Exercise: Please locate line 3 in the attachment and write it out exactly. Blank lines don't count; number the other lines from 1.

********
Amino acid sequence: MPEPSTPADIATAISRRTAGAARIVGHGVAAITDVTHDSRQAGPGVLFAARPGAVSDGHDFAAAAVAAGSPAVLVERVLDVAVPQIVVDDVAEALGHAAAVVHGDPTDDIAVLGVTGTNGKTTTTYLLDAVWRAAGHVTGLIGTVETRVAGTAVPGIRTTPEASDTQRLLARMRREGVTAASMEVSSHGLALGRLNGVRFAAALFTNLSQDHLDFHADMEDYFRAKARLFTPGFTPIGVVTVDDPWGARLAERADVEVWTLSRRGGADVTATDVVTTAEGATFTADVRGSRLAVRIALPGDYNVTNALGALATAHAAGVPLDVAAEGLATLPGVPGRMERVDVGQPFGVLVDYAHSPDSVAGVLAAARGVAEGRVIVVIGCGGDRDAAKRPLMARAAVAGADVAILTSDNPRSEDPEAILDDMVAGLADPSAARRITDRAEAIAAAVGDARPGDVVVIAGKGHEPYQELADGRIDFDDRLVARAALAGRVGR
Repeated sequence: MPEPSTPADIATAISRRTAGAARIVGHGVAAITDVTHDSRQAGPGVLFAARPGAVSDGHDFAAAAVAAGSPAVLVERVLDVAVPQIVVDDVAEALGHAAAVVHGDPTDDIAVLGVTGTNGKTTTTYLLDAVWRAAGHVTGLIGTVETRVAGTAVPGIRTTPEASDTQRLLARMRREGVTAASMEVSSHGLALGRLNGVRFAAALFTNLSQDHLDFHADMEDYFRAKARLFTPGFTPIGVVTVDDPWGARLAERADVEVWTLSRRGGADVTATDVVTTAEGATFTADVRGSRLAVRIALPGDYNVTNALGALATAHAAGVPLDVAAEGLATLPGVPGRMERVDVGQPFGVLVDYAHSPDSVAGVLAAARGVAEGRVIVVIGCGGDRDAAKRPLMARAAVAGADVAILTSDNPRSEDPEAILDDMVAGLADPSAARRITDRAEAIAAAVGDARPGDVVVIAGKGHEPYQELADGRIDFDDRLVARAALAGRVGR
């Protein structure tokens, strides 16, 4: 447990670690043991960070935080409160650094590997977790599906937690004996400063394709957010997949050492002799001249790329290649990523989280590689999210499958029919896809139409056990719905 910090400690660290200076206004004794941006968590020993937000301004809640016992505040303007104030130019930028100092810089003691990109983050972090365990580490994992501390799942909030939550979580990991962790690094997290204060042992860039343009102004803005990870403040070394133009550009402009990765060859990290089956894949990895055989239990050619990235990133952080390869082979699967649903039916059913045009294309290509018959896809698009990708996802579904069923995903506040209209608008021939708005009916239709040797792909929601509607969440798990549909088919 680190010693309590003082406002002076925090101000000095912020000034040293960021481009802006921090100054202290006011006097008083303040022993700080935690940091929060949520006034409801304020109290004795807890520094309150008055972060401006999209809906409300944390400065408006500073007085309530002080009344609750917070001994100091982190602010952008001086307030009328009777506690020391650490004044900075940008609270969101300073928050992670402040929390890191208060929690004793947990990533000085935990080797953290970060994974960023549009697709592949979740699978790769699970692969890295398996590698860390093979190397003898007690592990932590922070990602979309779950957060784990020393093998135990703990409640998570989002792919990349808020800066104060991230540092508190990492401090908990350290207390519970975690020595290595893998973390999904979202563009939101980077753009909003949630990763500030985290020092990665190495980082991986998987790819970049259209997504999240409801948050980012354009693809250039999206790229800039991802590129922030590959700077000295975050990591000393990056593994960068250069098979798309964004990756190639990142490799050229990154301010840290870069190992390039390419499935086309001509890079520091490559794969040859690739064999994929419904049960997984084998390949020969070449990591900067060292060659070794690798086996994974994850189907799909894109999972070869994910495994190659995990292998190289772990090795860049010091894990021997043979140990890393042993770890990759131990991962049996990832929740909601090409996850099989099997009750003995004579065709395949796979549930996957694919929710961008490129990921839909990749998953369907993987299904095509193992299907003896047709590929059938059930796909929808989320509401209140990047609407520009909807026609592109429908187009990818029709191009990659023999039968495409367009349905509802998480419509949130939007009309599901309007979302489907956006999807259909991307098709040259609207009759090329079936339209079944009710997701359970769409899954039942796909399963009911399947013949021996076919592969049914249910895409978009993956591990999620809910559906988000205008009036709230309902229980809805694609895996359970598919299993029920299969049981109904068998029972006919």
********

């Protein structure tokens, strides 16, 4: 447990670690043991960070935080409160650094590997977790599906937690004996400063394709957010997949050492002799001249790329290649990523989280590689999210499958029919896809139409056990719905 910090400690660290200076206004004794941006968590020993937000301004809640016992505040303007104030130019930028100092810089003691990109983050972090365990580490994992501390799942909030939550979580990991962790690094997290204060042992860039343009102004803005990870403040070394133009550009402009990765060859990290089956894949990895055989239990050619990235990133952080390869082979699967649903039916059913045009294309290509018959896809698009990708996802579904069923995903506040209209608008021939708005009916239709040797792909929601509607969440798990549909088919 680190010693309590003082406002002076925090101000000095912020000034040293960021481009802006921090100054202290006011006097008083303040022993700080935690940091929060949520006034409801304020109290004795807890520094309150008055972060401006999209809906409300944390400065408006500073007085309530002080009344609750917070001994100091982190602010952008001086307030009328009777506690020391650490004044900075940008609270969101300073928050992670402040929390890191208060929690004793947990990533000085935990080797953290970060994974960023549009697709592949979740699978790769699970692969890295398996590698860390093979190397003898007690592990932590922070990602979309779950957060784990020393093998135990703990409640998570989002792919990349808020800066104060991230540092508190990492401090908990350290207390519970975690020595290595893998973390999904979202563009939101980077753009909003949630990763500030985290020092990665190495980082991986998987790819970049259209997504999240409801948050980012354009693809250039999206790229800039991802590129922030590959700077000295975050990591000393990056593994960068250069098979798309964004990756190639990142490799050229990154301010840290870069190992390039390419499935086309001509890079520091490559794969040859690739064999994929419904049960997984084998390949020969070449990591900067060292060659070794690798086996994974994850189907799909894109999972070869994910495994190659995990292998190289772990090795860049010091894990021997043979140990890393042993770890990759131990991962049996990832929740909601090409996850099989099997009750003995004579065709395949796979549930996957694919929710961008490129990921839909990749998953369907993987299904095509193992299907003896047709590929059938059930796909929808989320509401209140990047609407520009909807026609592109429908187009990818029709191009990659023999039968495409367009349905509802998480419509949130939007009309599901309007979302489907956006999807259909991307098709040259609207009759090329079936339209079944009710997701359970769409899954039942796909399963009911399947013949021996076919592969049914249910895409978009993956591990999620809910559906988000205008009036709230309902229980809805694609895996359970598919299993029920299969049981109904068998029972006919």